Tuesday, February 8, 2011
Seeing the possibilities: HR professors advocate inclusion for workers with disabilities
A pair of Oakland University SBA professors, known for their research in human resources, is influencing future employees and employers alike.
Professor of Management Lizabeth Barclay and Associate Professor of Management and Director of Business Programs and Strategic Initiatives Karen Markel put the spotlight on workers with disabilities. In doing so, they are encouraging employers to tap an underutilized resource and remind them of the value of every employee.
“There are case studies that show an employee with a disability is often more committed and loyal to an organization,” Barclay explains. “Hiring a worker with a disability can be a competitive advantage.”
Barclay's and Markel's recently published articles point out that those with disabilities have higher rates of poverty and examine the factors contributing to their underemployment.
Considering the whole picture
By sharing what these professors have learned with the profession and with their students, they hope to develop a model for a more effective and welcoming workplace. In their work, Barclay and Markel generated questions organizations should consider as both a matter of social responsibility and as a chance to reduce the underemployment of those with disabilities. Of the 33 million people with disabilities aged 16 to 64, only 18.5 million are employed, the 2000 U.S. Census indicates.
Their research is pertinent even to those without disabilities. According to the Social Security Administration, a 20-year-old worker has a three in 10 chance of becoming impaired or disabled before retirement. Furthermore, about one in five U.S. residents ̶ 19 percent ̶ reported some level of disability in 2005.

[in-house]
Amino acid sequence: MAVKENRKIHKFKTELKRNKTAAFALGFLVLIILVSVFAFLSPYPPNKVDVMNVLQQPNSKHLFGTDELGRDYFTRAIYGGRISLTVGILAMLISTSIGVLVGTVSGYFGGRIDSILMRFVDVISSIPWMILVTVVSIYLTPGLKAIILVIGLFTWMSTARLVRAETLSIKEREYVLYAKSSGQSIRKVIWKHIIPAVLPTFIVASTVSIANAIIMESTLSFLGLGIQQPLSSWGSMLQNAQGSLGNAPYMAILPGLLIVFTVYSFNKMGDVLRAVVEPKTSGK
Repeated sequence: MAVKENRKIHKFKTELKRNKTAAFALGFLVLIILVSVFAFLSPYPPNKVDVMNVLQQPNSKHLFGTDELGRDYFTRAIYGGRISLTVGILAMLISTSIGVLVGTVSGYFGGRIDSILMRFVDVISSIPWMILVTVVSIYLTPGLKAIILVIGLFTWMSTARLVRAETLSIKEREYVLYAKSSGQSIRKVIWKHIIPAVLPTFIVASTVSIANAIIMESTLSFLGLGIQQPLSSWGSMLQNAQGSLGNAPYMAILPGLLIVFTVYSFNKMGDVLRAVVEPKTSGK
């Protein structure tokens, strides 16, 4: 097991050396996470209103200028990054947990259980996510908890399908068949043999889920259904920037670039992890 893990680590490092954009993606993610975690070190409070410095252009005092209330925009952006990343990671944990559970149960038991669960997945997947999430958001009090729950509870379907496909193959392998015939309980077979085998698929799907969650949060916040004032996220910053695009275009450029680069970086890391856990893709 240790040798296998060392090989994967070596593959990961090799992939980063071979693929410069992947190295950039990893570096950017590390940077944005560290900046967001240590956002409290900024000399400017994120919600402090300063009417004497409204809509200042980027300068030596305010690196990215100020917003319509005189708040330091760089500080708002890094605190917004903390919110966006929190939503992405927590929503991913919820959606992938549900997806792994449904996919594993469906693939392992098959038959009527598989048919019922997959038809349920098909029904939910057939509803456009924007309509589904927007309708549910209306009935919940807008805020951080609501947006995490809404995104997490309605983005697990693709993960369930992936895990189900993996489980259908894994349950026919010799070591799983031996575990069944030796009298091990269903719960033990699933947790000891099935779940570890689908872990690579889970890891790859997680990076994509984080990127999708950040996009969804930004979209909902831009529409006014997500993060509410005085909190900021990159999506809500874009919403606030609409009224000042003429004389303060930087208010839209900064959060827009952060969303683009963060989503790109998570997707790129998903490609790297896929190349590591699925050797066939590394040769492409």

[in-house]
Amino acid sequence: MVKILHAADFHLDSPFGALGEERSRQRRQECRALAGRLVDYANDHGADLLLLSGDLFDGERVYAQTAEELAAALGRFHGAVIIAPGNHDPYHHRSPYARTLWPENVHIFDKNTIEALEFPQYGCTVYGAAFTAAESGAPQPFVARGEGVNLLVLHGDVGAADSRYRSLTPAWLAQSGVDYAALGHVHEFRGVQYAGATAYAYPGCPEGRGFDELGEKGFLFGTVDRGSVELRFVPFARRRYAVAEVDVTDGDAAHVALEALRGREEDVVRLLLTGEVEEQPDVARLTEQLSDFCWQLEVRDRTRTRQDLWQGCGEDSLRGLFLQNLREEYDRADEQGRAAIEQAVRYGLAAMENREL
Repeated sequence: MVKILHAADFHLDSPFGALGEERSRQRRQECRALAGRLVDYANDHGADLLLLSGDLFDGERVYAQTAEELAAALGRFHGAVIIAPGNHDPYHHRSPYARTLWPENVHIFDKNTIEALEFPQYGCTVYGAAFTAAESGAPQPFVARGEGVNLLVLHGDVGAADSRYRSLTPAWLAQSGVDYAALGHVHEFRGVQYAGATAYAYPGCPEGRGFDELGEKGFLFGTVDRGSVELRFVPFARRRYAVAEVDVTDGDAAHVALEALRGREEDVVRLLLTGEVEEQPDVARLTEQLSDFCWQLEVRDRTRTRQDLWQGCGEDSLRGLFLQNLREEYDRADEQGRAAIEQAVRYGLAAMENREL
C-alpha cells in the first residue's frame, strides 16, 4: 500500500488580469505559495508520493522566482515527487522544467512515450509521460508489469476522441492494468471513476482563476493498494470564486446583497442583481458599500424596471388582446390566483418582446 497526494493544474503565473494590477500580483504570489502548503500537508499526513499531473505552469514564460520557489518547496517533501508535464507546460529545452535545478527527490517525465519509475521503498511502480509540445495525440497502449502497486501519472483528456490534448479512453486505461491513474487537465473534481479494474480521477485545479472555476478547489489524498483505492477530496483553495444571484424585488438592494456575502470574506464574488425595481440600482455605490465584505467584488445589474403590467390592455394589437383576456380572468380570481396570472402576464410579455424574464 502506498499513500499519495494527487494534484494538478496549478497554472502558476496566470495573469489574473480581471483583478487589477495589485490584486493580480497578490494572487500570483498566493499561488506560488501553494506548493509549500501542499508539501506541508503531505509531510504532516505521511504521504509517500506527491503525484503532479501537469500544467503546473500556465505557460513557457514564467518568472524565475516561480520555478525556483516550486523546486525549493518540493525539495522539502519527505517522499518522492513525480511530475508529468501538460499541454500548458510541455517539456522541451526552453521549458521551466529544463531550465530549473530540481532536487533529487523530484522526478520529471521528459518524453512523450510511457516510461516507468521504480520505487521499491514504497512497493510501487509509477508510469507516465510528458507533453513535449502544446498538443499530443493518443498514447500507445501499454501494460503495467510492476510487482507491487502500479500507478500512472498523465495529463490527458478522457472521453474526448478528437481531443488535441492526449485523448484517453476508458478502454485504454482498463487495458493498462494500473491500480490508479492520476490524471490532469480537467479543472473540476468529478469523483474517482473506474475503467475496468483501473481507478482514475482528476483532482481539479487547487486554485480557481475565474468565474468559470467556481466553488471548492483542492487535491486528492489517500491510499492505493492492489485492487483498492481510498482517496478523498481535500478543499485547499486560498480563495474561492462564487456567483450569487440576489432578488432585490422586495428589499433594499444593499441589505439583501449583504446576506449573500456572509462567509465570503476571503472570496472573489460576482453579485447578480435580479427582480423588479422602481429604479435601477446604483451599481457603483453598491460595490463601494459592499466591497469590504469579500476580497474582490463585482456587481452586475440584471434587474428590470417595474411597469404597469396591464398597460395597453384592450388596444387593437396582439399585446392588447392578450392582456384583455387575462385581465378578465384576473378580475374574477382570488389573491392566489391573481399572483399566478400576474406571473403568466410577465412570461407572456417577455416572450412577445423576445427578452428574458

Markel admits getting businesses to open their eyes to the potential of employees with disabilities isn’t always easy. “When the labor market is tighter, organizations feel like they shouldn’t have to make accommodations for any employee because competition is so fierce for jobs,” she says. Markel is quick to point out that costs of any accommodation tends to be minimal, if any, at all.
Molding the future
The work the professors are doing is important, says Nancy A. Woolever, director of academic initiatives for the Virginia-based Society for Human Resource Management (SHRM), a global human resources professional organization. “It’s critical for professors to do research, to influence practice by creating the science behind it, and get it in the hands of those who can put it to practice,” she adds.
One of SHRM’s main objectives is to help professors shape the future professional worker. Markel's involvement in SHRM committees helps her coordinate the SBA's HRM curriculum, ensuring it’s at the forefront of the industry. Both professors also are certified as senior professionals of human resources (SPHR). This involvement helps their graduates walk out into a career ready to work from day one, and that reflects well on the university, and the breadth and depth of its curriculum in HR, Woolever explains.
“By staying current, we provide a higher level of service to our students,” Markel adds. “We are strong teachers and active in the industry.”
Meeting of minds
Barclay and Markel, who have successful research endeavors individually, began working as a team in 2001. “We found we had overlapping interests, so we started working together,” Markel says. “We discovered we had a compatible research process, too.”
Usually one takes the lead on a project, while the other pitches in on all fronts. During the life of a project, the two comment on each other’s thoughts and discuss issues. They use a variety of communication tools, including a shared computer drive. The pair often travels to conferences to share their work.
Their courses also are valuable for non-HRM students within the SBA. “People working for any organization need to know what their benefits mean and how their compensation package works, including their 401ks,” Barclay adds. “It’s an important life lesson.”
And they want to teach it.
By Rene Wisely